Fucoidan and bone degeneration

Recently I’ve had many discussions and questions concerning skeletal and rheumatic disorders, and what could be done to reverse them – or at the very least, prevent further development and suffering.

Please see my blog posts on the alkaline diet – which resolves health issues at a cellular (including stem cell) level. We simply MUST remove acidic foods from the diet if we are serious about not suffering. Otherwise, we are faced with simply chasing symptoms as they continue to harm our health. This includes sugar, dairy, grains, meat and of course pseudo foods (processed and additives). Genetically modified foods and products also fall into this category but the damage is proving to be far more alarming as our own genes are affected and altered.

The supplement I have seen most effective in treating inflammation is a brown seaweed based extract called fucoidan. There are around 1000 scientific studies on PubMed and even more in respected journals. As with any supplement, this has been pounced upon by pharma in order to cash in on a good thing. Many of these companies have in fact approached the company I recommend in order to manufacture for them as the quality is of such a pure and concentrated nature.

Our bones do not just break down by chance – acidic food, poor posture, injury, exposure to toxins, repeated pounding – all add up to permanent damage. There are now many ‘diagnoses’ for an ever-increasing number of new bone diseases, yet they all come back to the same thing – acidity and habits/lifestyle.

Along with bone degeneration comes excruciating pain – it is the neural involvement that must be addressed.

Research is often boring and something most do not wish to bother with. So I am hoping this summary will allow readers to avoid such measures. (Ref http://www.ncbi.nlm.nih.gov/)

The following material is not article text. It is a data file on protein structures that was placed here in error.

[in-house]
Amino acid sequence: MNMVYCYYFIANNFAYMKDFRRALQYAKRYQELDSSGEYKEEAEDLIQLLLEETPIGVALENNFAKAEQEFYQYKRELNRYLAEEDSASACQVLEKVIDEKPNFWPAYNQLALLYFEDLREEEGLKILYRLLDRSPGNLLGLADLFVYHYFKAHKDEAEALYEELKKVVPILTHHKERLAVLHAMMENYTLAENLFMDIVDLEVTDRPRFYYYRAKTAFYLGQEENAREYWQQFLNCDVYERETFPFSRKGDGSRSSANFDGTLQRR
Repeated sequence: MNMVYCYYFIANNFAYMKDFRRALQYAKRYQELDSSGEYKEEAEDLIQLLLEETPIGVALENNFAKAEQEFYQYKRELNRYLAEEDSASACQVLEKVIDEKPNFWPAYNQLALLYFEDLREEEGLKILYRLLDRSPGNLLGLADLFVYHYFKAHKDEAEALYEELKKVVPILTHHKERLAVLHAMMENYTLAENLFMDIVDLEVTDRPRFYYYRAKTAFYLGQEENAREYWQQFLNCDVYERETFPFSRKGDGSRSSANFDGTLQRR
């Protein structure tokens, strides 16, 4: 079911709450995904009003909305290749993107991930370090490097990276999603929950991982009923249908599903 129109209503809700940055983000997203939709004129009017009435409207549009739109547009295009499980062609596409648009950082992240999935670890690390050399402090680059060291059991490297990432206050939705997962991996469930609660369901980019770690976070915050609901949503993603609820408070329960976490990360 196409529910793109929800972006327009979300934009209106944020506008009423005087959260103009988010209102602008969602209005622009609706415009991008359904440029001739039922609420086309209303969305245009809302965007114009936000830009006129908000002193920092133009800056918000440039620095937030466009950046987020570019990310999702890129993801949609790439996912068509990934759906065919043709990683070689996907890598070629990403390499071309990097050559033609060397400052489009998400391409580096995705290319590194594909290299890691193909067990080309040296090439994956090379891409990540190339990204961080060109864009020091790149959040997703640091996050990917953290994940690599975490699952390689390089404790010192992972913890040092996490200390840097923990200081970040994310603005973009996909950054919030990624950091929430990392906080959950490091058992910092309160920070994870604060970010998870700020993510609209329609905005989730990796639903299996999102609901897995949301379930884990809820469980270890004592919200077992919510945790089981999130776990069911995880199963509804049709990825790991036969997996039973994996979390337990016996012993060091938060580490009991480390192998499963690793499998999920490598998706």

Osteoarthritis is the most common and disabling form of arthritis experienced by an increasing number of people as the population ages. It is characterized by a slow and progressive degeneration of articular cartilage. Whilst it is often regarded as a disease of “wear and tear” through ageing, osteoarthritis has a strong genetic component and is also affected by injury and by diseases such as obesity. In addition to the cartilage itself, osteoarthritis also involves the surrounding tissues, including the synovium and the subchondral bone. Osteoarthritis has an inflammatory component, and undoubtedly, a powerful tissue breakdown component which result in pain and stiffness.

Several recent studies indicate a role of fucoidan in addressing the symptoms of osteoarthritis. Park et al. used a model of collagen induced arthritis, and showed that orally administered Undaria pinnatifida fucoidan successfully inhibited pain. In a small human clinical study, osteoarthritis symptoms were significantly inhibited by oral administration of fucoidan rich seaweed extract. Over three months, symptoms were reduced by 52%. This result is a marked improvement for osteoarthritis symptoms. There was no reduction in TNF alpha which was used as inflammation marker, but an accompanying study in healthy volunteers showed a decrease in Interleukin 6, a marker for chronic inflammation.

The mechanism for the clinically observed reduction in pain of osteoarthritis is unclear. Was pain decreased by the blockade of neutrophils? Cunha showed that fucoidan successfully blocked the accumulation of neutrophils and pain nociception. Cunha’s study emphasized the importance of neutrophils as an originator of inflammatory hypernociception and confirmed that fucoidan blocks the accumulation of neutrophils by selectin blockade in their model.

Neuronal Protection